The best laptops of CES 2016

Visvaksen P | Updated on January 19, 2018

HP Spectre x360.jpg


In the world of mobile computing thin is in, as is the ability to transform. What better place to show-off the curves than Sin City

Ever since the smartphone era began about a decade ago, the form factor of the ideal personal computer has been in a constant state of flux. With manufacturers now able to squeeze enough processing power to handle most standard use cases in to the palm of your hand, desktop towers and bulky mobile workstations have gone the way of the dodo. The netbook proved to be a false dawn as did the tablet – the former is all but dead and the latter is more of a media consumption device than a computer. But the hazy contours of mobile computing are finally beginning to clear up and the detachable, convertible, expandable form factor seems to be the new standard. Several major manufacturers exhibited a number of path breaking designs at the recently concluded CES expo in Las Vegas. Here’s a lowdown of the cremé of the crop.

Lenovo Thinkpad X1 Tablet

The Thinkpad line of laptops has a legendary reputation for reliability that stretches back all the way to its IBM days. It is run through a number of military specification tests that ensure that it is capable of surviving in the most demanding enterprise environments. Lenovo announced a new device at CES that incorporates the best features of the Thinkpad line into a detachable tablet form factor. The 12-inch screen connects to a full keyboard complete with the iconic TrackPoint nub via a hinge. Lenovo is also offering a number of optional modules that can be used to extend the capability of the Thinkpad Tablet such as battery packs, 3D imaging cameras and even a pico projector.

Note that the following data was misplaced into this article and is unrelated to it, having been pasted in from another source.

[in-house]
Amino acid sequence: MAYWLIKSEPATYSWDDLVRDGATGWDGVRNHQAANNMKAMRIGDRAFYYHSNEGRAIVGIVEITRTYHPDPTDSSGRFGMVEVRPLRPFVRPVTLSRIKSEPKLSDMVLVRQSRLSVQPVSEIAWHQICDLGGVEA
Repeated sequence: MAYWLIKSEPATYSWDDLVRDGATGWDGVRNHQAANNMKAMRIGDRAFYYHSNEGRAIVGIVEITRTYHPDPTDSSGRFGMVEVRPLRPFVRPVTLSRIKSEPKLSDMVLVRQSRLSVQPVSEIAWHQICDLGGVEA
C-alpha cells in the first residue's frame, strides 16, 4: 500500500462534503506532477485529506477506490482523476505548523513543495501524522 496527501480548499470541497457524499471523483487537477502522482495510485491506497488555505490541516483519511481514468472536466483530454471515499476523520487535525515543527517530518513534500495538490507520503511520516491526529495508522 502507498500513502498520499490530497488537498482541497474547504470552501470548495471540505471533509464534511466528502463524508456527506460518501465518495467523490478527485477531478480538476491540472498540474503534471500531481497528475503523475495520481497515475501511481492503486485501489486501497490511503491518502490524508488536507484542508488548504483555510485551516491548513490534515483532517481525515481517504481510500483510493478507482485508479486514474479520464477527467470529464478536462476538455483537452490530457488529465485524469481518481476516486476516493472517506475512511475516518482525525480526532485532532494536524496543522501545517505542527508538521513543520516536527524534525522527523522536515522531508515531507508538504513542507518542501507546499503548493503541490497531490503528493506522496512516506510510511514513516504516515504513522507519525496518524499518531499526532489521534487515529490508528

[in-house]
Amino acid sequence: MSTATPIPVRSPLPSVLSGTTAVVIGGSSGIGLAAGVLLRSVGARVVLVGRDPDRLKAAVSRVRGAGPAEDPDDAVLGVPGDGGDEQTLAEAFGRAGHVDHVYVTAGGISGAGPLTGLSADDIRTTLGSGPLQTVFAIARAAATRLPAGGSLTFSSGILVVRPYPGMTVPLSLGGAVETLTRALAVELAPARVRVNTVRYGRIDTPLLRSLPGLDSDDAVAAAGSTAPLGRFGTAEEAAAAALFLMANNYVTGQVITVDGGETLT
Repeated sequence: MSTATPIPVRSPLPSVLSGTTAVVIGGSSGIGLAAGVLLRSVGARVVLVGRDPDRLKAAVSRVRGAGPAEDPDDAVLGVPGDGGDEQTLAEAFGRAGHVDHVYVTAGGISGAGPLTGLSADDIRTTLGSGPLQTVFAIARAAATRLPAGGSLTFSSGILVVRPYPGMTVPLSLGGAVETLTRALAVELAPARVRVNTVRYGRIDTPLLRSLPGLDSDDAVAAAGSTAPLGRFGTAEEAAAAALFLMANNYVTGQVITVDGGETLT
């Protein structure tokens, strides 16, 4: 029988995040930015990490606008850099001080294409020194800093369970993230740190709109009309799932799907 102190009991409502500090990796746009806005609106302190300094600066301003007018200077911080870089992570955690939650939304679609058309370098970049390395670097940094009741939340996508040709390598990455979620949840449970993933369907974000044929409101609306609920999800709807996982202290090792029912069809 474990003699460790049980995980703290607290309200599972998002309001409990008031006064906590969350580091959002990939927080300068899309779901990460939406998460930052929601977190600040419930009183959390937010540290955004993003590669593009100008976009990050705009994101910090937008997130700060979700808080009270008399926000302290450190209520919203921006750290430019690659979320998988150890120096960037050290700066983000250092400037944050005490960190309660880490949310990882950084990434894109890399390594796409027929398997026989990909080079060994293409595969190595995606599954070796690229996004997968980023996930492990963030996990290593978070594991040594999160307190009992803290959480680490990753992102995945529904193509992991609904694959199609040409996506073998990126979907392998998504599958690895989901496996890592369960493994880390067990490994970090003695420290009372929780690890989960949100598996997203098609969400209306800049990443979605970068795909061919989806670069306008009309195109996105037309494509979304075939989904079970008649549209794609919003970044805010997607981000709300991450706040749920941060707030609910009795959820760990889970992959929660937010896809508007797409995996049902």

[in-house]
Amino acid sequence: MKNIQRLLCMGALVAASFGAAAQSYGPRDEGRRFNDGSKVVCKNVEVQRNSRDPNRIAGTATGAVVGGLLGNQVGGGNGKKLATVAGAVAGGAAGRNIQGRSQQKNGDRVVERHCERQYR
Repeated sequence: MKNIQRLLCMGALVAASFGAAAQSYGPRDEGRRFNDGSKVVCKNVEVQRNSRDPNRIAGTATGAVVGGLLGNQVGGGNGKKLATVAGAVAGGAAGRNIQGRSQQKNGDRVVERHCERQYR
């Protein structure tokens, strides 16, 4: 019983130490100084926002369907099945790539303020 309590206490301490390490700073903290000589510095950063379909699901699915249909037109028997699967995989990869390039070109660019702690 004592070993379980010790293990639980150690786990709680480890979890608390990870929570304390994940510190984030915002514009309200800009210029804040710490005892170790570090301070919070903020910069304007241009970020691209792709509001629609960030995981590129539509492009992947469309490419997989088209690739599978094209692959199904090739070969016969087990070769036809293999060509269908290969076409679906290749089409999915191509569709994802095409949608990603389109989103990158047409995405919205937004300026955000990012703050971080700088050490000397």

HP Spectre x360

The 2016 version of HP’s Spectre x360 laptop features a 1TB SSD, Core i5 or i7 processors, Iris graphics, 12-hour battery life and audio by Bang and Olufsen. But this is all pretty standard for a laptop these days. What makes it stand out it is its stunning OLED display. The superior contrast ratios and truer blacks offered by OLEDs are unmatched by any other kind of display technology. Better still the difference is actually noticeable unlike other incremental upgrades we have been seeing in recent years. Lenovo also had a device from its Yoga line with an OLED display at CES but unlike the Spectre it runs on low voltage Intel processors – which are alright for a lot of people, but not quite the complete package in terms of mobile computing power.

Razer Blade Stealth

The Razer Blade Stealth is our new favorite gaming laptop. There were multiple models on show at CES that could easily outclass it in an all-out specs war, but this high performance machine also comes in a form factor that is – true to its name – razor thin. It also continues the trend of modular expansion of processing capabilities by providing an external GPU that can be connected over USB-C. The standard set of Razor goodies including programmable keyboard,

ASUS ROG XG Station 2

As laptops get skinnier by the day, expect more and more of their power to be transferred into external hot swappable accessories. This device isn’t technically a laptop. But it is a mobile computing solution that can turn the puniest of laptops into a gaming powerhouse. ASUS’ Republic of Gamers XG Station is an external dock into which you can plug your own NVidia or AMD graphics card. The device interfaces with the laptop via USB-C and only works with ASUS laptops for now.

Dell Latitude 13 7000 Series

Continuing the trend of impossibly thin laptops with impossibly powerful processors, Dell’s 13-inch Latitude 7000 is a business class laptop line which features a design that is less than an inch thick but still manages to pack a full Core i7 processor, 512GB SSD and 16GB of DDR4 RAM.

The barely there bezel further adds to its barely there proportions and Infinity display completes a package that will be at home in the boardroom and the bedroom.

Published on January 13, 2016

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